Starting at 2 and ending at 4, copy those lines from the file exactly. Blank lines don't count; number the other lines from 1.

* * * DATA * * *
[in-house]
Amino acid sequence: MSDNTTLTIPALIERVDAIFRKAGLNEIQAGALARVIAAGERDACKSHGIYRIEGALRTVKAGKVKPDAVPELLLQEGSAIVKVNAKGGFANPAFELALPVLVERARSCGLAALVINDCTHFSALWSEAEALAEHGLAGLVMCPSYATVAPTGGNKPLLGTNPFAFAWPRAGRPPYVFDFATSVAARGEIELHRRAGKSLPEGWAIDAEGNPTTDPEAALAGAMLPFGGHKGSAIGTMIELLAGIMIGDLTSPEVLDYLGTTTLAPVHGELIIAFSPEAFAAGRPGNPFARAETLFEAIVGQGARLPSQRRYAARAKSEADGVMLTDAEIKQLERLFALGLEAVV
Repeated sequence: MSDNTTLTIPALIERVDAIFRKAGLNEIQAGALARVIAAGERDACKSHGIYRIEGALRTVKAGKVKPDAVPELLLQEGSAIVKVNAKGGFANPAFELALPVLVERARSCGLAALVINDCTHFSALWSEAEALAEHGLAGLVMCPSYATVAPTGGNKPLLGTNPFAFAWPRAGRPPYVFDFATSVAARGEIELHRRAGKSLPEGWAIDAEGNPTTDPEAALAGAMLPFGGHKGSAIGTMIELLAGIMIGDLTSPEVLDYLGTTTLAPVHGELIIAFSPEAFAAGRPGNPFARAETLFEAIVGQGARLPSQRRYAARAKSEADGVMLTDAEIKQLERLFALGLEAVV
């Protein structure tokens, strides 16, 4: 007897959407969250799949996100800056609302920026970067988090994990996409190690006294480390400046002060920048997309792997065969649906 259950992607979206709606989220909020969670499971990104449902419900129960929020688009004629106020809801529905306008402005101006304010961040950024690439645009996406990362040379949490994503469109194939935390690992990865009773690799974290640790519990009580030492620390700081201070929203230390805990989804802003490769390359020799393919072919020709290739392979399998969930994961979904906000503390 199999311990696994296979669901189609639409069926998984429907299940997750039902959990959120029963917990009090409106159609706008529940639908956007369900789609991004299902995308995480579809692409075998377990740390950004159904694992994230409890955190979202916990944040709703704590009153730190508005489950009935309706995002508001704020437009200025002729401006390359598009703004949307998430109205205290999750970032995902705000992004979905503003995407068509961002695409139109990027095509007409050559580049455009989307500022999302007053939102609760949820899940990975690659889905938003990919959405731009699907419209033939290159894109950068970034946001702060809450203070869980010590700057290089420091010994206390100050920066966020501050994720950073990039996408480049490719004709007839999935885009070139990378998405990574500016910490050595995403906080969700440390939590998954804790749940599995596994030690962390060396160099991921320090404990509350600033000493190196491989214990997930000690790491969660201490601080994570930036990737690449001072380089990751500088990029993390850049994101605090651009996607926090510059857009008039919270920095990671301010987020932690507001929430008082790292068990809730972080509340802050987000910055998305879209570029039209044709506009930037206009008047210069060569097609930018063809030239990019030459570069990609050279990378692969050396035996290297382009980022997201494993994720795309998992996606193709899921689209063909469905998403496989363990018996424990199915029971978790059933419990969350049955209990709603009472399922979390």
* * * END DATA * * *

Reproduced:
Amino acid sequence: MSDNTTLTIPALIERVDAIFRKAGLNEIQAGALARVIAAGERDACKSHGIYRIEGALRTVKAGKVKPDAVPELLLQEGSAIVKVNAKGGFANPAFELALPVLVERARSCGLAALVINDCTHFSALWSEAEALAEHGLAGLVMCPSYATVAPTGGNKPLLGTNPFAFAWPRAGRPPYVFDFATSVAARGEIELHRRAGKSLPEGWAIDAEGNPTTDPEAALAGAMLPFGGHKGSAIGTMIELLAGIMIGDLTSPEVLDYLGTTTLAPVHGELIIAFSPEAFAAGRPGNPFARAETLFEAIVGQGARLPSQRRYAARAKSEADGVMLTDAEIKQLERLFALGLEAVV
Repeated sequence: MSDNTTLTIPALIERVDAIFRKAGLNEIQAGALARVIAAGERDACKSHGIYRIEGALRTVKAGKVKPDAVPELLLQEGSAIVKVNAKGGFANPAFELALPVLVERARSCGLAALVINDCTHFSALWSEAEALAEHGLAGLVMCPSYATVAPTGGNKPLLGTNPFAFAWPRAGRPPYVFDFATSVAARGEIELHRRAGKSLPEGWAIDAEGNPTTDPEAALAGAMLPFGGHKGSAIGTMIELLAGIMIGDLTSPEVLDYLGTTTLAPVHGELIIAFSPEAFAAGRPGNPFARAETLFEAIVGQGARLPSQRRYAARAKSEADGVMLTDAEIKQLERLFALGLEAVV
């Protein structure tokens, strides 16, 4: 007897959407969250799949996100800056609302920026970067988090994990996409190690006294480390400046002060920048997309792997065969649906 259950992607979206709606989220909020969670499971990104449902419900129960929020688009004629106020809801529905306008402005101006304010961040950024690439645009996406990362040379949490994503469109194939935390690992990865009773690799974290640790519990009580030492620390700081201070929203230390805990989804802003490769390359020799393919072919020709290739392979399998969930994961979904906000503390 199999311990696994296979669901189609639409069926998984429907299940997750039902959990959120029963917990009090409106159609706008529940639908956007369900789609991004299902995308995480579809692409075998377990740390950004159904694992994230409890955190979202916990944040709703704590009153730190508005489950009935309706995002508001704020437009200025002729401006390359598009703004949307998430109205205290999750970032995902705000992004979905503003995407068509961002695409139109990027095509007409050559580049455009989307500022999302007053939102609760949820899940990975690659889905938003990919959405731009699907419209033939290159894109950068970034946001702060809450203070869980010590700057290089420091010994206390100050920066966020501050994720950073990039996408480049490719004709007839999935885009070139990378998405990574500016910490050595995403906080969700440390939590998954804790749940599995596994030690962390060396160099991921320090404990509350600033000493190196491989214990997930000690790491969660201490601080994570930036990737690449001072380089990751500088990029993390850049994101605090651009996607926090510059857009008039919270920095990671301010987020932690507001929430008082790292068990809730972080509340802050987000910055998305879209570029039209044709506009930037206009008047210069060569097609930018063809030239990019030459570069990609050279990378692969050396035996290297382009980022997201494993994720795309998992996606193709899921689209063909469905998403496989363990018996424990199915029971978790059933419990969350049955209990709603009472399922979390």